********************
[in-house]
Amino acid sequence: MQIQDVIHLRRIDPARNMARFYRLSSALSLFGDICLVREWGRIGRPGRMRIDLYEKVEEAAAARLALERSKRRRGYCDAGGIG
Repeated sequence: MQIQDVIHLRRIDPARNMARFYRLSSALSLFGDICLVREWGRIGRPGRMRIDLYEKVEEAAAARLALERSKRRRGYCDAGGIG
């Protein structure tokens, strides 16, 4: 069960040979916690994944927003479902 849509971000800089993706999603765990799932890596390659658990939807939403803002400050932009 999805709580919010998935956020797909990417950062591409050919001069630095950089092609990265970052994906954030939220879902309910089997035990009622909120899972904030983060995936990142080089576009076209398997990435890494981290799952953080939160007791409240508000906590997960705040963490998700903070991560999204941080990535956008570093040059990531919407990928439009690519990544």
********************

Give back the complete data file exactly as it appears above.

[in-house]
Amino acid sequence: MQIQDVIHLRRIDPARNMARFYRLSSALSLFGDICLVREWGRIGRPGRMRIDLYEKVEEAAAARLALERSKRRRGYCDAGGIG
Repeated sequence: MQIQDVIHLRRIDPARNMARFYRLSSALSLFGDICLVREWGRIGRPGRMRIDLYEKVEEAAAARLALERSKRRRGYCDAGGIG
């Protein structure tokens, strides 16, 4: 069960040979916690994944927003479902 849509971000800089993706999603765990799932890596390659658990939807939403803002400050932009 999805709580919010998935956020797909990417950062591409050919001069630095950089092609990265970052994906954030939220879902309910089997035990009622909120899972904030983060995936990142080089576009076209398997990435890494981290799952953080939160007791409240508000906590997960705040963490998700903070991560999204941080990535956008570093040059990531919407990928439009690519990544």